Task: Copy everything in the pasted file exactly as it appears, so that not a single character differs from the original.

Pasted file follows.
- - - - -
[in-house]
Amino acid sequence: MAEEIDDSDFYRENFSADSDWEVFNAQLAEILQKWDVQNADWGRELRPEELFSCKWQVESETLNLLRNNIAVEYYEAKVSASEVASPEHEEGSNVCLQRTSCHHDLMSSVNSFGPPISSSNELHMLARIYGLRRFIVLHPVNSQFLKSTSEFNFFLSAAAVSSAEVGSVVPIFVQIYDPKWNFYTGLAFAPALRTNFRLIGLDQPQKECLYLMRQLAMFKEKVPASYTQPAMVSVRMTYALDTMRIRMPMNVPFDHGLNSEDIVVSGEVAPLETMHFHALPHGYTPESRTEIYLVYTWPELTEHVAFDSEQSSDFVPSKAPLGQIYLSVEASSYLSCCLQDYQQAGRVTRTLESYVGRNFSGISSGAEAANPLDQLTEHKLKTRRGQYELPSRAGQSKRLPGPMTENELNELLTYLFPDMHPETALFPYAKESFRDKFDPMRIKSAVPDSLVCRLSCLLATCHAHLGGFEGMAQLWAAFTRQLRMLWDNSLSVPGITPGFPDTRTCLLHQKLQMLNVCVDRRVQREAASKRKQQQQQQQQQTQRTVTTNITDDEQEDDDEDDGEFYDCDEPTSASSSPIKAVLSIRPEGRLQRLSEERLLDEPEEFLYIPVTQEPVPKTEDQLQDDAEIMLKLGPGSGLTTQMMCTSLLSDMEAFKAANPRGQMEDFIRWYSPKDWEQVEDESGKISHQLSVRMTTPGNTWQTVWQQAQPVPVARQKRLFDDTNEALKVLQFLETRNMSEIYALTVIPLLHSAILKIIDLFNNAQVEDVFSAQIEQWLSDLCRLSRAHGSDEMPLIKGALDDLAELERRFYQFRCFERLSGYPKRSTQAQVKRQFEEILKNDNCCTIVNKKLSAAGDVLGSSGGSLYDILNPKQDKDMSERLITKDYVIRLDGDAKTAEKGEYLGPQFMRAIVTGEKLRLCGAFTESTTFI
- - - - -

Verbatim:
[in-house]
Amino acid sequence: MAEEIDDSDFYRENFSADSDWEVFNAQLAEILQKWDVQNADWGRELRPEELFSCKWQVESETLNLLRNNIAVEYYEAKVSASEVASPEHEEGSNVCLQRTSCHHDLMSSVNSFGPPISSSNELHMLARIYGLRRFIVLHPVNSQFLKSTSEFNFFLSAAAVSSAEVGSVVPIFVQIYDPKWNFYTGLAFAPALRTNFRLIGLDQPQKECLYLMRQLAMFKEKVPASYTQPAMVSVRMTYALDTMRIRMPMNVPFDHGLNSEDIVVSGEVAPLETMHFHALPHGYTPESRTEIYLVYTWPELTEHVAFDSEQSSDFVPSKAPLGQIYLSVEASSYLSCCLQDYQQAGRVTRTLESYVGRNFSGISSGAEAANPLDQLTEHKLKTRRGQYELPSRAGQSKRLPGPMTENELNELLTYLFPDMHPETALFPYAKESFRDKFDPMRIKSAVPDSLVCRLSCLLATCHAHLGGFEGMAQLWAAFTRQLRMLWDNSLSVPGITPGFPDTRTCLLHQKLQMLNVCVDRRVQREAASKRKQQQQQQQQQTQRTVTTNITDDEQEDDDEDDGEFYDCDEPTSASSSPIKAVLSIRPEGRLQRLSEERLLDEPEEFLYIPVTQEPVPKTEDQLQDDAEIMLKLGPGSGLTTQMMCTSLLSDMEAFKAANPRGQMEDFIRWYSPKDWEQVEDESGKISHQLSVRMTTPGNTWQTVWQQAQPVPVARQKRLFDDTNEALKVLQFLETRNMSEIYALTVIPLLHSAILKIIDLFNNAQVEDVFSAQIEQWLSDLCRLSRAHGSDEMPLIKGALDDLAELERRFYQFRCFERLSGYPKRSTQAQVKRQFEEILKNDNCCTIVNKKLSAAGDVLGSSGGSLYDILNPKQDKDMSERLITKDYVIRLDGDAKTAEKGEYLGPQFMRAIVTGEKLRLCGAFTESTTFI